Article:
By Steve Suther
Biology says it takes two years from the day you breed cows till their calves can be harvested for beef or join the breeding herd to calve as two-year-olds. Decisions before, after and during any two-year span can make a big difference.
Let’s not get too dramatic, because you can flip a coin on some calls and stay the course. You have to know what counts, which calls add up to the vision that controls genetic direction.
Bull selection may have been just a week or two prior, but usually months and often years before any particular breeding season. Your expectations in picking a bull may have been bolstered with selection tools, and maybe you can quote DNA results to justify the choice, but you don’t really know until you see what happens in your herd, your environment.
If he’s been in use for at least two years, you may have some idea as to how much his influence improves the herd.
Or not. Bulls can disappoint, especially when they are not registered or backed by a suite of expected progeny differences from a breed association. Picking one like that would not fit the big picture for herd improvement. Assuming you do have numbers, there’s a short window of time to see that second set of baby calves while you study yearling results on the first set.
Do you really want a third calf crop like those? Usually, the answer is yes and usually, it’s the default. If you don’t really want more of those calves, look for alternatives. Your seedstock supplier may have a demo available for lease.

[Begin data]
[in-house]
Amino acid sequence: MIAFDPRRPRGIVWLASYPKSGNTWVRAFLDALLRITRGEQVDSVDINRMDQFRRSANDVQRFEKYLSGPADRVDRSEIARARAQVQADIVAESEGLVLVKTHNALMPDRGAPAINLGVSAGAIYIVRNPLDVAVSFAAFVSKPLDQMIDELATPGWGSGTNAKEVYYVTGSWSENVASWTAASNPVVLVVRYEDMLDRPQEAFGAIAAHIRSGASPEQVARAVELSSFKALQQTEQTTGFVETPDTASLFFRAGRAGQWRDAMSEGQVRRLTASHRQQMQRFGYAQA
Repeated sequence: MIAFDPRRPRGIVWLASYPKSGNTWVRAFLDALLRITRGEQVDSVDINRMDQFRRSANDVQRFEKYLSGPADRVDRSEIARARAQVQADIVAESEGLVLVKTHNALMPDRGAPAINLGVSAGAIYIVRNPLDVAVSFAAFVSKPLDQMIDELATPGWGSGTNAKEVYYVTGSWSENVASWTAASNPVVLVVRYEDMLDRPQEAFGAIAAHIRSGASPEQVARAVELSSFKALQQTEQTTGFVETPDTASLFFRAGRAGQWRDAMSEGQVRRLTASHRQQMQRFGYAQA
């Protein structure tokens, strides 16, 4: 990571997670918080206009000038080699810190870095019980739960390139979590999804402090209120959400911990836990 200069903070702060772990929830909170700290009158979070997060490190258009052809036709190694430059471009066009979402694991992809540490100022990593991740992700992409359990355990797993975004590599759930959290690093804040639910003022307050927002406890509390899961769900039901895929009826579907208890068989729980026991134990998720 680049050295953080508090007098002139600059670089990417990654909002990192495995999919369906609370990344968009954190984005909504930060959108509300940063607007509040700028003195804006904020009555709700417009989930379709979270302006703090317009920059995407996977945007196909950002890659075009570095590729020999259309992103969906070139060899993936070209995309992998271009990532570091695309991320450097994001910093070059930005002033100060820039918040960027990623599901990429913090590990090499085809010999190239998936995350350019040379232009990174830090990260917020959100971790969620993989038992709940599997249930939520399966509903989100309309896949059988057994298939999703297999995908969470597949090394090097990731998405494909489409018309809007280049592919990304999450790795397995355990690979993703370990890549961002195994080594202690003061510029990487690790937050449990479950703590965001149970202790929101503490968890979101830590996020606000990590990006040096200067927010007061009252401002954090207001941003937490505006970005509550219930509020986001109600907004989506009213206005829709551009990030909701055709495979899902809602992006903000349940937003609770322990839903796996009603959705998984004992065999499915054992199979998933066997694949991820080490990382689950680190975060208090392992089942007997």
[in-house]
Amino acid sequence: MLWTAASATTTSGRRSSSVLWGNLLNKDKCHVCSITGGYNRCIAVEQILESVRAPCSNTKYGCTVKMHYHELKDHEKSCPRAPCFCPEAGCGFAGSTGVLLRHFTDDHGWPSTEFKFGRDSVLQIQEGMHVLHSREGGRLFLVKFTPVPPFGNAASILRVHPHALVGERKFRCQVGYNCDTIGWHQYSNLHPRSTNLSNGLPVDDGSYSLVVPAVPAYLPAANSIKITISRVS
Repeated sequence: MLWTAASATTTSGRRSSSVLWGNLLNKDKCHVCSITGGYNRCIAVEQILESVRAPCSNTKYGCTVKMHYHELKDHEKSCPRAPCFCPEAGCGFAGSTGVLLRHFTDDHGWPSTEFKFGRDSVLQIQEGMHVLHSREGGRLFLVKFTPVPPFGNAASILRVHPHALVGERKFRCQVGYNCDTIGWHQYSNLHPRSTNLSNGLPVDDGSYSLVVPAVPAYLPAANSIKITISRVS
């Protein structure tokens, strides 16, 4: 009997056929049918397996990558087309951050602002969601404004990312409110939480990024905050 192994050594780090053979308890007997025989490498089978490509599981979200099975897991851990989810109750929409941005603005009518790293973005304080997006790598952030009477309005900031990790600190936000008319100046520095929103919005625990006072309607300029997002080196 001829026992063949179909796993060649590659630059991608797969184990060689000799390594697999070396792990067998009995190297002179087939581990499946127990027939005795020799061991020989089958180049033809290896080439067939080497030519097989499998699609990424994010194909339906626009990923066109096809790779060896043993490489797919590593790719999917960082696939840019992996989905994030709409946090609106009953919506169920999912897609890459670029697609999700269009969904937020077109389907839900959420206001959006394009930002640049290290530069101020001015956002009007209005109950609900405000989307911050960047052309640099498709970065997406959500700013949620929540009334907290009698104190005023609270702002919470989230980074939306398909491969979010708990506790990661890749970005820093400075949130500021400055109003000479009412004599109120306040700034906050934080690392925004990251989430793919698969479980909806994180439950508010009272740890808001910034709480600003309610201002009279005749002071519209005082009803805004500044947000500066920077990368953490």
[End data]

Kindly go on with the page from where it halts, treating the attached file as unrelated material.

Keep evaluating progeny as heifers join the herd. Do they calve unassisted and allow you to work calves without trying to hurt you? Do their calves seem likely to improve the herd? Are feedlot performance and carcass traits better than average. If not, those should add to your list of reasons to sell a bull even though still physically sound.
As you select replacements and keep records, evaluate them by sire group. It may take three or four years to discover a certain bull’s daughters don’t perform as you want, but whenever that comes to light, you could be ahead to cull them all, root and branch.
Some say it takes 15 or 20 years to build a cow herd, and if you use enough early indicators like DNA testing, that may be true today. But the most important factor in how long it takes is the manager’s long-term goals for the herd. Does that vision endure for several decades? For a lifetime?
If the guiding vision goes through one big shift, it could be the key to greatness. Several significant shifts, however, may not allow enough progress for excellence. The herd can provide satisfaction, entertainment and education as you study the results of the abrupt turns, but greatness takes commitment to a vision at some point. A persistent vision from one who got on the right track early on, then kept monitoring the goal while selecting for more of what worked best.
Source: Certified Angus Beef